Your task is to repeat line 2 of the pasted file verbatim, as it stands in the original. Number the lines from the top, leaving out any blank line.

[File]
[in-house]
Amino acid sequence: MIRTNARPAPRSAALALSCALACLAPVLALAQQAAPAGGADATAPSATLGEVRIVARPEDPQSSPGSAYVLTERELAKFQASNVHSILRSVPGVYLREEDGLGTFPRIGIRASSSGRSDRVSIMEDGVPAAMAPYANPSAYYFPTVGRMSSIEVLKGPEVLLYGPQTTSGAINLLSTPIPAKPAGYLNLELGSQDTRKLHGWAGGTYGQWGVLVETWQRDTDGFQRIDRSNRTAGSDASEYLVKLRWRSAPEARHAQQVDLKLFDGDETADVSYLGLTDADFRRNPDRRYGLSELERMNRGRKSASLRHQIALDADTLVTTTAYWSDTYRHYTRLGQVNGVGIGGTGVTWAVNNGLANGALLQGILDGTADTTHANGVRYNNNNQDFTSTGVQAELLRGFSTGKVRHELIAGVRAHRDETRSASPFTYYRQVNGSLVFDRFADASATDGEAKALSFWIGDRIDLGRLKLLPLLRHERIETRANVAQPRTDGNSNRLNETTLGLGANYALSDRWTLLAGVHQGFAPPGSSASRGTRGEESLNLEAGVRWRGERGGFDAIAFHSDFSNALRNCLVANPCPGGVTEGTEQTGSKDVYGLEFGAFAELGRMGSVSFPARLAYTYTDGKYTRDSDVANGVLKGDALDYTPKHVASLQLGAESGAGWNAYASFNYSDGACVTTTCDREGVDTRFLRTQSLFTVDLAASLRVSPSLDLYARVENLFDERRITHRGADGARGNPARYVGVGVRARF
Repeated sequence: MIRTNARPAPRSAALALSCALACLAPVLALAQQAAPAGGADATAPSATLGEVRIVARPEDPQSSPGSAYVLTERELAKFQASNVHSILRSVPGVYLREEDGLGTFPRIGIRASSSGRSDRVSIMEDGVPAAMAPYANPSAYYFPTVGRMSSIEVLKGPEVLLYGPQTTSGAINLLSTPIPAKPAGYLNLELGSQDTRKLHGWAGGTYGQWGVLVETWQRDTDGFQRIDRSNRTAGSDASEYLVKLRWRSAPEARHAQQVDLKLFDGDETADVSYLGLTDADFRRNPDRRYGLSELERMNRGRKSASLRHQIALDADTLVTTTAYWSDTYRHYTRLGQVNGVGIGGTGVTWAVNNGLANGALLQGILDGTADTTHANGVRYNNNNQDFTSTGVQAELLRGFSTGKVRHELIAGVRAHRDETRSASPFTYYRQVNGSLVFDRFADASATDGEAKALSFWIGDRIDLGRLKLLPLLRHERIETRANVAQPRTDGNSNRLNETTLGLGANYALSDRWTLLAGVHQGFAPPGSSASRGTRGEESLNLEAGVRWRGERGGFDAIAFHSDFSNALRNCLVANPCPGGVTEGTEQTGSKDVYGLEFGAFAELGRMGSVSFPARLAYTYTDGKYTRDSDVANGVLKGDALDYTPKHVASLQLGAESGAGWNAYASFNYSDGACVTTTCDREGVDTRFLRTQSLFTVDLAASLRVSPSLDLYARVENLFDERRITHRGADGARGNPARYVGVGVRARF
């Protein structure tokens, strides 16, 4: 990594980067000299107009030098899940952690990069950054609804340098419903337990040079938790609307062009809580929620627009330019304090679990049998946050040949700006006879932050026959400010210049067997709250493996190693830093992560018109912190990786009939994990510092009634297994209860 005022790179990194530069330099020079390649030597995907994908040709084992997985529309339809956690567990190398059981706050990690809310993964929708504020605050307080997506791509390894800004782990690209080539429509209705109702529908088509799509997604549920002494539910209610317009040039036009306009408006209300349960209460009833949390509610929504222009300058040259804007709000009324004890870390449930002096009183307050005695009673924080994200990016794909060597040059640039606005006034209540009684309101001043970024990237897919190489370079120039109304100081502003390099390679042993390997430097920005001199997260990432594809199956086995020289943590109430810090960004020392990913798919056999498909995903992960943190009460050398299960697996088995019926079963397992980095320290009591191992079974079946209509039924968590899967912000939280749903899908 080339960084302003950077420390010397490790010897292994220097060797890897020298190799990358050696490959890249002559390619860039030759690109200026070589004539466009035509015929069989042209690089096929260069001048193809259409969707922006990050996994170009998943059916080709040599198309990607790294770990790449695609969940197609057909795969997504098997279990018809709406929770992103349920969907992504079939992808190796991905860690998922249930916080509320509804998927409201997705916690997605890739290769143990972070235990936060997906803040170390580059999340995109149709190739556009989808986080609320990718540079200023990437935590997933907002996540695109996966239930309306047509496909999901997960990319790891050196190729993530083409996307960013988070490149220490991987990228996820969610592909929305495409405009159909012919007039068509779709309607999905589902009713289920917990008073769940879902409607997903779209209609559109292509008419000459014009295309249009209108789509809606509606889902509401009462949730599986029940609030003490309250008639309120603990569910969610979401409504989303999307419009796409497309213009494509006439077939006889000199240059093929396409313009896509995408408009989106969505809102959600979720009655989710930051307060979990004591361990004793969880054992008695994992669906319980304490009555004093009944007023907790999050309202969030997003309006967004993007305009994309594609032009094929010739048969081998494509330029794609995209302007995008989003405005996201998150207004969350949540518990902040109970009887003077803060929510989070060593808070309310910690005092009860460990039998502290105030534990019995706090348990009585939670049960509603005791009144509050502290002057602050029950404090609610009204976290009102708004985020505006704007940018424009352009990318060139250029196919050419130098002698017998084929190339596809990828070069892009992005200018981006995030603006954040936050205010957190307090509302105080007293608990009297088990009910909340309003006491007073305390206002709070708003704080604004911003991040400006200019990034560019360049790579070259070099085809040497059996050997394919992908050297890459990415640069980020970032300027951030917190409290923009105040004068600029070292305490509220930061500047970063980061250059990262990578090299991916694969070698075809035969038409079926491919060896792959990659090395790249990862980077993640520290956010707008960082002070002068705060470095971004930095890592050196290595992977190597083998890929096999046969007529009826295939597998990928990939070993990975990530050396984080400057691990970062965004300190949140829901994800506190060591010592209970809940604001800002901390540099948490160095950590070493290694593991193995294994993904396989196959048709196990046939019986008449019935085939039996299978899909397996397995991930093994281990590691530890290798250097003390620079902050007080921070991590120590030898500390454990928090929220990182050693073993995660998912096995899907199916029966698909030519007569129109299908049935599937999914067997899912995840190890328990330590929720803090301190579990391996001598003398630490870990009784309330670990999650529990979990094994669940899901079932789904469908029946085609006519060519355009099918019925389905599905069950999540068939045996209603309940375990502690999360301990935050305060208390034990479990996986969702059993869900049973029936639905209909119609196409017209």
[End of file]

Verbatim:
Amino acid sequence: MIRTNARPAPRSAALALSCALACLAPVLALAQQAAPAGGADATAPSATLGEVRIVARPEDPQSSPGSAYVLTERELAKFQASNVHSILRSVPGVYLREEDGLGTFPRIGIRASSSGRSDRVSIMEDGVPAAMAPYANPSAYYFPTVGRMSSIEVLKGPEVLLYGPQTTSGAINLLSTPIPAKPAGYLNLELGSQDTRKLHGWAGGTYGQWGVLVETWQRDTDGFQRIDRSNRTAGSDASEYLVKLRWRSAPEARHAQQVDLKLFDGDETADVSYLGLTDADFRRNPDRRYGLSELERMNRGRKSASLRHQIALDADTLVTTTAYWSDTYRHYTRLGQVNGVGIGGTGVTWAVNNGLANGALLQGILDGTADTTHANGVRYNNNNQDFTSTGVQAELLRGFSTGKVRHELIAGVRAHRDETRSASPFTYYRQVNGSLVFDRFADASATDGEAKALSFWIGDRIDLGRLKLLPLLRHERIETRANVAQPRTDGNSNRLNETTLGLGANYALSDRWTLLAGVHQGFAPPGSSASRGTRGEESLNLEAGVRWRGERGGFDAIAFHSDFSNALRNCLVANPCPGGVTEGTEQTGSKDVYGLEFGAFAELGRMGSVSFPARLAYTYTDGKYTRDSDVANGVLKGDALDYTPKHVASLQLGAESGAGWNAYASFNYSDGACVTTTCDREGVDTRFLRTQSLFTVDLAASLRVSPSLDLYARVENLFDERRITHRGADGARGNPARYVGVGVRARF